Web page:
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Tuvalu's bold stand – the intercession we had to have?

My videoblog on Tuvalu is here.

Tuvalu is playing a very high stakes game here in Copenhagen. But in doing so, they are reminding all of us that what is being negotiated here is the highest stakes game of all - a question of survival.

Tuvalu, the mouse that roared, has put onto the global stage in the strongest possible terms the basic reality that the 450 ppm target and 2C limit that had become orthodoxy is completely inadequate based on current science. For their own survival, the Tuvaluans are demanding a 350 ppm target, consistent with the recommendations of NASA's James Hansen and other top climate scientists.

Of course, the Tuvaluans and other small island and least developed states who joined them see clearer than the rest of us because they are that much closer to the edge. But the truth behind their position is that the 350 target is critical for all of us on this planet.

The necessary impact of a shift to 350 is to require much deeper cuts from developed nations - 45% below 1990 by 2020 and heading swiftly towards zero carbon - as well as serious commitments from the larger and richer developing nations. Hence the proposal, hailed by some NGOs as the "Tuvalu Protocol", to extend the Kyoto Protocol to include legally binding obligations on those latter countries such as China, India and Venezuela. 11 countries, including those three, were responsible for blocking consensus in the conference session to officially discuss the Tuvalu proposal.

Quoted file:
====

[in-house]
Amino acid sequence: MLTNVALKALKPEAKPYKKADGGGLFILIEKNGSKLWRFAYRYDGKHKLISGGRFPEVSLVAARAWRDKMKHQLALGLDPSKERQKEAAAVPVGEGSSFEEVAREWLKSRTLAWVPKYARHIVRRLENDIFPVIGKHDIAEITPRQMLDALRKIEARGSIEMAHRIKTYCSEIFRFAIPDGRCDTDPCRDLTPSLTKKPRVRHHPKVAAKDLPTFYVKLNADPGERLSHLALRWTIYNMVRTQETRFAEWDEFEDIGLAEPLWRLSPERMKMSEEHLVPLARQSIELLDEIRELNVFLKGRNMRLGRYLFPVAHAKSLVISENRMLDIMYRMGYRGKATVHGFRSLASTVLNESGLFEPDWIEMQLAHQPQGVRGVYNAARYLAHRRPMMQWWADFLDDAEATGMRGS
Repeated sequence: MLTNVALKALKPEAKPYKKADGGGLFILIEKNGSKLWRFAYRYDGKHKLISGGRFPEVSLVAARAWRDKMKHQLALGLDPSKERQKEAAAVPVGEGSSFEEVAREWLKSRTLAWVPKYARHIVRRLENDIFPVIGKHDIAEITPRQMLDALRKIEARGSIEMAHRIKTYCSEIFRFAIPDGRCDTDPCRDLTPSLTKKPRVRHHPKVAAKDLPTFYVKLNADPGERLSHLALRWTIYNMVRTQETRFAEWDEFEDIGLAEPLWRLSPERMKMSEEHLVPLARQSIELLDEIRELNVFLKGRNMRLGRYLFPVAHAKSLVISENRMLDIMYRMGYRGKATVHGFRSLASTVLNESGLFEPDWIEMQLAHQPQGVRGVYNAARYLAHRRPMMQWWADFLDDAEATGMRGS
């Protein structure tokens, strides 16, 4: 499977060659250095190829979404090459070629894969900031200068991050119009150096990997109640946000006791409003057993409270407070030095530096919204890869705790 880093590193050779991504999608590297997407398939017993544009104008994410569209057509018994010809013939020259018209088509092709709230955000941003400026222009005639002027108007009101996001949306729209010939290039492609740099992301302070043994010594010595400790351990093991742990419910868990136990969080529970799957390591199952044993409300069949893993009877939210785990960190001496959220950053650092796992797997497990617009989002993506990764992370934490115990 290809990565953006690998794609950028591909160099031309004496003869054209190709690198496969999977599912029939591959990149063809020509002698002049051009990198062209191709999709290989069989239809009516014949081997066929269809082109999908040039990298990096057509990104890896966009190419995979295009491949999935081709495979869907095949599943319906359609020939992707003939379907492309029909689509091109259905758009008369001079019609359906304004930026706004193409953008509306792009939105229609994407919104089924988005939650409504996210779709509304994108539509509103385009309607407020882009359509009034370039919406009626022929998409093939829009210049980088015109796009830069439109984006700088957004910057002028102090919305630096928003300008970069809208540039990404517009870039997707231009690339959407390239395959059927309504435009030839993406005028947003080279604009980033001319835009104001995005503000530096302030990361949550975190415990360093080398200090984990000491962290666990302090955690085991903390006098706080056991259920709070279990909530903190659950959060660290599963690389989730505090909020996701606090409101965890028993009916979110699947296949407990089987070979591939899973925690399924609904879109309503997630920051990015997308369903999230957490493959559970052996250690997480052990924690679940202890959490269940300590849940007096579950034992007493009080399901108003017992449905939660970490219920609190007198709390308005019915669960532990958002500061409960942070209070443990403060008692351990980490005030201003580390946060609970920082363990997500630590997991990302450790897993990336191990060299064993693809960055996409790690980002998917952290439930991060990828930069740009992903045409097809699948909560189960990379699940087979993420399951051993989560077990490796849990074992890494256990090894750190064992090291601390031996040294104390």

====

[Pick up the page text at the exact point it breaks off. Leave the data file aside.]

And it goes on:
The immediate implication of Tuvalu's intercession has thus been received in the mainstream as a split in the G77, the largest grouping of developing nations. But it has also been received with delight by the huge and ever-growing civil society presence at the conference, with spontaneous chanting of "3-5-0, Tuvalu" erupting across the centre and the city.

Already in the first day of the conference, there was a clear split between developed and developing nations. Developing countries had understandably perceived an increasingly clear pattern of the developed countries trying to suit themselves, create loopholes, and end the Kyoto Protocol to their own advantage.

Now there is a three way split and it will take a huge amount of goodwill to get the conference back on track.

Minister Wong is correct in saying that it will require unprecedented cooperation to reach an agreement in Copenhagen. That means you, Minister. What Tuvalu's intercession has demonstrated is that the goodwill that is required is for developed and large developing countries alike to put some serious commitments on the table. Prime Minister Rudd and Minister Wong must increase Australia's target commitment towards 40% or more, not falling back towards the 5% failure.

After this point, a Copenhagen agreement that still includes numbers such as 450 ppm, 2C and developed world cuts as low as 15 or even 25% - if such an agreement can even be reached - can only be construed as failure.

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